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Erythromycin to Treat Bacterial Infections in Pets

For Veterinary Practices
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By Evan Ware, DVM

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Basic Information

Erythromycin is a narrow-spectrum antibiotic used by veterinarians to treat very specific types of bacterial infections in dogs, cats, and other animals. It is available only with a prescription from a veterinarian.

Veterinary Medicine Uses for Erythromycin

Erythromycin is effective against certain types of infection, as the medication suppresses the protein synthesis and growth of bacteria cells, which eventually leads to the death of the bacteria. Common uses for Erythromycin include treating pneumonia, tick-borne infections like Lyme Disease, sinus infections, wound infections, skin infections, bone infections, and certain other types of bacterial infections.

Erythromycin is not effective against infections that are caused by fungi, viruses, or parasites.

Potential Side-Effects of Erythromycin

Since Erythromycin kills bacteria, it can cause some animals to experience diarrhea, nausea, and loss of appetite. This is normal and usually results from temporarily disrupting the naturally occurring bacteria within the intestine.

If your pet has trouble breathing, hives or skin rash, or a swollen face, tongue or lips, contact your veterinarian immediately, as these signs point to the possibility of an allergic reaction.

Drug Interactions with Erythromycin

Erythromycin is an appropriate treatment option when prescribed by a veterinarian. However, if your pet is taking other medications, discuss them with your veterinarian to prevent a possible drug-interaction. Erythromycin can interact with such medications as clindamycin, lincomycin, tylosin, azithromycin, chloramphenicol, theophylline, and digoxin.

Conversely, drugs like rifampin and sulfa-class antibiotics will increase the effectiveness of Erythromycin.

Precautions for Using Erythromycin

Erythromycin should never be administered to a pet with a known allergy to the medication. It should also be avoided in pregnant animals.

Erythromycin can be toxic to smaller animals like guinea pigs, rabbits, gerbils, and hamsters, and therefore, should not be given to them. Similarly, this antibiotic should not be prescribed for cattle or adult horses.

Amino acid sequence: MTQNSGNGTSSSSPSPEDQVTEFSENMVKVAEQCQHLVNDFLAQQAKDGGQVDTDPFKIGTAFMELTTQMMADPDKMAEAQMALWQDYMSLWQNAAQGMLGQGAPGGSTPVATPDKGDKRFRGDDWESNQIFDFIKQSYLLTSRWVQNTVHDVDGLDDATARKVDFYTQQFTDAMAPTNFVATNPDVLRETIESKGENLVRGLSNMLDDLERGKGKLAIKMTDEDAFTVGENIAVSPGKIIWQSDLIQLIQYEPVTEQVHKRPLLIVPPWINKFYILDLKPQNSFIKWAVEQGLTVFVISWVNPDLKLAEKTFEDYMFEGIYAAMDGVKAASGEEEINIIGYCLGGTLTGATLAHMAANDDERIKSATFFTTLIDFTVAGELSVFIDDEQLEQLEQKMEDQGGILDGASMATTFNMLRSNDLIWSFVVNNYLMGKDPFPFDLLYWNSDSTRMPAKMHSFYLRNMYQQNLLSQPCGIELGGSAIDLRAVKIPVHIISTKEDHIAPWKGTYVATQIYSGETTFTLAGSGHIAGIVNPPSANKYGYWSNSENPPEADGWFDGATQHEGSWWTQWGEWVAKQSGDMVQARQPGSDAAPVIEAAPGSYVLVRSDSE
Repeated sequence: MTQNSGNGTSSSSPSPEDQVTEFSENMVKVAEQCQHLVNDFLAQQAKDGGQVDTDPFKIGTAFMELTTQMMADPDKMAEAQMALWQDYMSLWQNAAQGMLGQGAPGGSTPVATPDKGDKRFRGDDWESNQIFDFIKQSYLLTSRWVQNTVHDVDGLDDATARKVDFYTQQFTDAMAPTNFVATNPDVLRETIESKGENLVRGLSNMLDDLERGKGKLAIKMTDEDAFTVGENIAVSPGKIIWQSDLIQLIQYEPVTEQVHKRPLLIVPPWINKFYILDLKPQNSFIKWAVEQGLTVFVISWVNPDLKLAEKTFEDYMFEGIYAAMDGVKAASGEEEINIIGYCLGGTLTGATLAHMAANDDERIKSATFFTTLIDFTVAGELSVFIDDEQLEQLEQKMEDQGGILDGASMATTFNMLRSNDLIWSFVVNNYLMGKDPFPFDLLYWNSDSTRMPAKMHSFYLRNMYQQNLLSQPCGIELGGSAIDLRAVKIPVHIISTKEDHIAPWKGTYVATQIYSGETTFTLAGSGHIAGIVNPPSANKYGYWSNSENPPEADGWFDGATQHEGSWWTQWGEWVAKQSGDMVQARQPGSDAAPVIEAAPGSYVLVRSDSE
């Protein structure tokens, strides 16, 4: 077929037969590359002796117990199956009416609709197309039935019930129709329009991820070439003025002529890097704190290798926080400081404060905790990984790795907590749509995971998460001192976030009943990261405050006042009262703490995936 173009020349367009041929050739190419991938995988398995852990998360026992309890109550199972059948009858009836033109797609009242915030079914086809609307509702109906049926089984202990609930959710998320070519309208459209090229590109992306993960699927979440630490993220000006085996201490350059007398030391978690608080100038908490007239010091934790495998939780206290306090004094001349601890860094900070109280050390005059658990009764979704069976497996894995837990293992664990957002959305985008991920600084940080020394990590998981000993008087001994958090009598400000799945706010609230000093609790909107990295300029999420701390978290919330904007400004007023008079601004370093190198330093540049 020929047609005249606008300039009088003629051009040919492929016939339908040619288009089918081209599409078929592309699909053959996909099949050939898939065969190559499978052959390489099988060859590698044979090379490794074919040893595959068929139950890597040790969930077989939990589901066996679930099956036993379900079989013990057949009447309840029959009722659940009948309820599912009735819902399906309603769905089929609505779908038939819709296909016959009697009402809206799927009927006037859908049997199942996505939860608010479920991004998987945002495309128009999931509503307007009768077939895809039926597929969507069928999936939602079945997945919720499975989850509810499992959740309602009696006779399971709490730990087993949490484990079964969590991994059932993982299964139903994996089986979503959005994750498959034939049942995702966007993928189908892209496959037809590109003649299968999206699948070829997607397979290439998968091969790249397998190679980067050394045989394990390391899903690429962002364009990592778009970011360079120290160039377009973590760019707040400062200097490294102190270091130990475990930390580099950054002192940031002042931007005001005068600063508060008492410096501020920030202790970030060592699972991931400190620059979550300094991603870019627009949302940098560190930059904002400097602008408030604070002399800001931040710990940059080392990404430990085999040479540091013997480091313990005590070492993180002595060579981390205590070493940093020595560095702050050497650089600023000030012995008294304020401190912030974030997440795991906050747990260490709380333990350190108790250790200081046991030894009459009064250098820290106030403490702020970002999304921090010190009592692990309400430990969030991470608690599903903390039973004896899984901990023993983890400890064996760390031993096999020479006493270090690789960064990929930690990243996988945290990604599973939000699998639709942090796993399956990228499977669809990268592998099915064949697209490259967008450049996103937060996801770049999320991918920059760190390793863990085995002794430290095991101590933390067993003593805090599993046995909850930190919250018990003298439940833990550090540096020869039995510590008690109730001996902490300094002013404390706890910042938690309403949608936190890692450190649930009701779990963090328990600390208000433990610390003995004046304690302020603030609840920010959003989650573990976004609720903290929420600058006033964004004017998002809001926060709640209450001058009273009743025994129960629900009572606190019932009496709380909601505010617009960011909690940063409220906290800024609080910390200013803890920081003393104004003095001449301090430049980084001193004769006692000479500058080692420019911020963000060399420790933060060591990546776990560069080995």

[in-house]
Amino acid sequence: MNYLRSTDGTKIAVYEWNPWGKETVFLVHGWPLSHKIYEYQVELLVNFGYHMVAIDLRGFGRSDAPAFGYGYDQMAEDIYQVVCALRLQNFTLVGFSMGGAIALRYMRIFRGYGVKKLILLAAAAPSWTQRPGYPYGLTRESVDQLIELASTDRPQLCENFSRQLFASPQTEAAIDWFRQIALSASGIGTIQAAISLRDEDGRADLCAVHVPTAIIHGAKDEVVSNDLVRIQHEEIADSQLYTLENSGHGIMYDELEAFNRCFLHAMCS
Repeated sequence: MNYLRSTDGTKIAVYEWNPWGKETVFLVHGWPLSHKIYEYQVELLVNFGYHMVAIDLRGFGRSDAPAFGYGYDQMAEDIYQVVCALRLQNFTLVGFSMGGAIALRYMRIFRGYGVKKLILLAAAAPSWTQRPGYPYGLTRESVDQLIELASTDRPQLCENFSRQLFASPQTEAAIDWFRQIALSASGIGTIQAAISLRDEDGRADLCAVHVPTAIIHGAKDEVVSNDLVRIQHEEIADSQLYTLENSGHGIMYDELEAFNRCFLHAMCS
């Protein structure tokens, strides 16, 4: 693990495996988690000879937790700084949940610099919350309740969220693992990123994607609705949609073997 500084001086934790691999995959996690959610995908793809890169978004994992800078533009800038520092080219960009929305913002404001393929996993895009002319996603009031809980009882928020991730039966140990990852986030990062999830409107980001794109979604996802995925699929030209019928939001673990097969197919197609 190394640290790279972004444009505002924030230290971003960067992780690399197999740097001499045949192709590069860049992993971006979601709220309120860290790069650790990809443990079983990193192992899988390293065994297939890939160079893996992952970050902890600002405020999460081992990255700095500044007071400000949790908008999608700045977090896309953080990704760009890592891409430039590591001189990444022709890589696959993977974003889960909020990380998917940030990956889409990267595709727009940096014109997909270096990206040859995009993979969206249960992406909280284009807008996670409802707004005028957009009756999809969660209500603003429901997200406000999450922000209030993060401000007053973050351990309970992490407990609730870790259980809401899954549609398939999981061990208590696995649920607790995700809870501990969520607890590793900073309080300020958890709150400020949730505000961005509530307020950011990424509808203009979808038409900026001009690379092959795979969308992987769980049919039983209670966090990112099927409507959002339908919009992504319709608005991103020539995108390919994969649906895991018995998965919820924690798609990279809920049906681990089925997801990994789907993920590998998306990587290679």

Dosage and Administration of Erythromycin

For the drug to work as intended, it is essential to follow the prescription and complete the full course of treatment. If treatment is stopped before all the medication has been administered, the risk of relapse increases.

One of the dosage forms available for Erythromycin is an oral suspension. Wedgewood Pharmacy's oral suspensions and solutions are familiar and convenient dosage forms. Oral suspensions and solutions can be administered directly into the mouth using a dosing syringe or mixed with a small amount of food. They offer a wide range of flavoring options and flexible dosing adjustments.

Many strengths of Erythromycin Oral Suspension are available, ranging from 5 mg/ml to 250 mg/ml.

Other Dosage-Forms Available

Erythromycin also is available in these compounded dosage forms. Different strengths may be available for different dosage forms.

  • Capsule
  • Oral Oil Suspension
  • Oral Paste
  • Oral Powder

Available Flavors

Anchovy; Apple; Apple/Molasses; Bacon; Bacon/Beef; Bacon/Marshmallow; Banana; Banana/Marshmallow; Beef/Chicken; Beef/Marshmallow; Butterscotch; Butterscotch/Marshmallow; Butterscotch/Vanilla; Cherry; Cherry-Vanilla; Chicken & Liver; Chicken, natural; Chicken-Marshmallow; Chicken-Vanilla; Duck; Fish; Fish/Marshmallow; Half Fish; Liver/Marshmallow; Marshmallow/Peanut Butter; Marshmallow/Vanilla Butternut; Molasses-Peanut Butter; Peppermint; Strawberry; Triple-Fish; Tutti Frutti; Tutti Frutti/Marshmallow; Vanilla/Marshmallow; Venison and Venison/Marshmallow.

About the Author

Dr. Evan Ware

Dr. Evan Ware is a veterinary practitioner in Phoenix, Arizona. He received both his undergraduate degree in microbiology and his Doctorate of Veterinary Medicine from The Ohio State University.

Dr. Ware is currently the Medical Director of University Animal Hospital (VCA) and is also the owner of two other hospitals, including Laveen Veterinary Center and Phoenix Veterinary Center. His areas of expertise include orthopedic medicine and surgery, veterinary oncology and chemotherapy, and general and advanced soft-tissue surgery.